Summary of the Novella Siddhartha by Hermann Hesse Essay. The book, written by Hermann Hesse and entitled Siddhartha, dwells upon a man who searches for enlightenment in ancient India. The main character of the book, Siddhartha, is a son of a respectable spiritual leader. Siddhartha is also respected as he is knowledgeable and he is expected to be a leader just like his father as the young man manages to learn spiritual rituals quite early. Nonetheless, the protagonist is not satisfied with following rituals as he is keen on reaching enlightenment. He is wise and brave enough to start his journey to enlightenment and he is ready to change his direction if necessary. The book is concerned with the life of the protagonist which is also his path to enlightenment. He resorts to many ways to achieve his goal and reaches it at the end of his long and meaningful life. He starts his journey when he forces his father to let him go with Samanas who try to avoid any pleasures of life to become enlightened. However, soon Siddhartha understands that this is not the way to enlightenment and joins the followers of Gautam who is regarded to be the new Buddha. After a while, the protagonist understands that though Gautam may be enlightened, he cannot teach anyone to achieve this higher goal and Siddhartha leaves the teacher. He starts living in the city where he learns a lot about life pleasures and especially about love. He lives this life for a long time, but realizes that this is the wrong way and abandons the city for the life by the river where he learns a lot of secrets of the universe. Several years later he learns that he has a son and starts living with him, but the young man dislikes the life of a poor ferryman and abandons Siddhartha, which becomes one of the last lessons that bring Siddhartha to enlightenment. One of the major motifs in the book is the notion of Om. This is a symbol of unity of everything in the universe. Siddhartha first learns about the Om, then he understands what the Om is and at the end of his life he feels it as he sees himself as a part of the universe. Another important motif is that of love. Siddhartha loves his father, he also learns about physical love and has a chance to understand what the love to a son is. All these manifestations of love can be regarded as Siddhartha’s steps towards enlightenment. The book also reveals certain issues. The book teaches that a person should be brave to pursue his/her goals and find new ways to reach the aims set. Another important issue raised is that people should not totally rely on other individuals’ experience. There can be no teacher as everyone should try to find his/her own way to enlightenment. People should also have patience and they should be ready to accept the truth. Summary of the Novella Siddhartha by Hermann Hesse Essay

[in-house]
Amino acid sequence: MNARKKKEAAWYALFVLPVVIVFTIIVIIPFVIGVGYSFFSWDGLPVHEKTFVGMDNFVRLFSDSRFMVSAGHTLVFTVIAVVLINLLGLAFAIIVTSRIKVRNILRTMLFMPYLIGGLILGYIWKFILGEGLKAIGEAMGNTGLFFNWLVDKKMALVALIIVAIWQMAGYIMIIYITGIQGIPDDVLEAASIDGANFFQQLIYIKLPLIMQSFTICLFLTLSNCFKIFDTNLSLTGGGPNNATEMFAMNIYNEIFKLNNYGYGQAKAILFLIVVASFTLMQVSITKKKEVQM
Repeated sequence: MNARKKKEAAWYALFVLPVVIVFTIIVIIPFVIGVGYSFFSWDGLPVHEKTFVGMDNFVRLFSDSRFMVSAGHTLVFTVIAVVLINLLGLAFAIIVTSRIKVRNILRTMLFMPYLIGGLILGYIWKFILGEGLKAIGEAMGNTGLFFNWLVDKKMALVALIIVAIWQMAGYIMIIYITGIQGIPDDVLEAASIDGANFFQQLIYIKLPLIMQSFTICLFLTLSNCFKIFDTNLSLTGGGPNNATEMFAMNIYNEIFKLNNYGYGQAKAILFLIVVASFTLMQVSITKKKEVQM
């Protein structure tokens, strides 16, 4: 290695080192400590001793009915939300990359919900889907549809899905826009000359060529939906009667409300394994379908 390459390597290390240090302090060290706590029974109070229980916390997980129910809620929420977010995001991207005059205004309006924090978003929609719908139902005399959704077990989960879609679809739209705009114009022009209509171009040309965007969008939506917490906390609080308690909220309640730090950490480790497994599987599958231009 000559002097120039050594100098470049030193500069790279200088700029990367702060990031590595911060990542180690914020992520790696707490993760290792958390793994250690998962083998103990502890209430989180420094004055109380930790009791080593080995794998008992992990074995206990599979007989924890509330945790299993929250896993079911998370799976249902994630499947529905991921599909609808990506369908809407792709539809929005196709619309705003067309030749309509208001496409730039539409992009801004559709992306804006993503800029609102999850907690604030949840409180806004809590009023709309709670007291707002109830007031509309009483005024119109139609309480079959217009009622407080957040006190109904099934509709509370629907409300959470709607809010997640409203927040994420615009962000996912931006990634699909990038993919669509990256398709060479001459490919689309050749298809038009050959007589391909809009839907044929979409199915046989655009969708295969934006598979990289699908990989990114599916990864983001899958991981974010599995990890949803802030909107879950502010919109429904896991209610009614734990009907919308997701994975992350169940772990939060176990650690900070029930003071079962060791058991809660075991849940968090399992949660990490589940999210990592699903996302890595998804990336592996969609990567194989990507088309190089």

Really urgent work!!.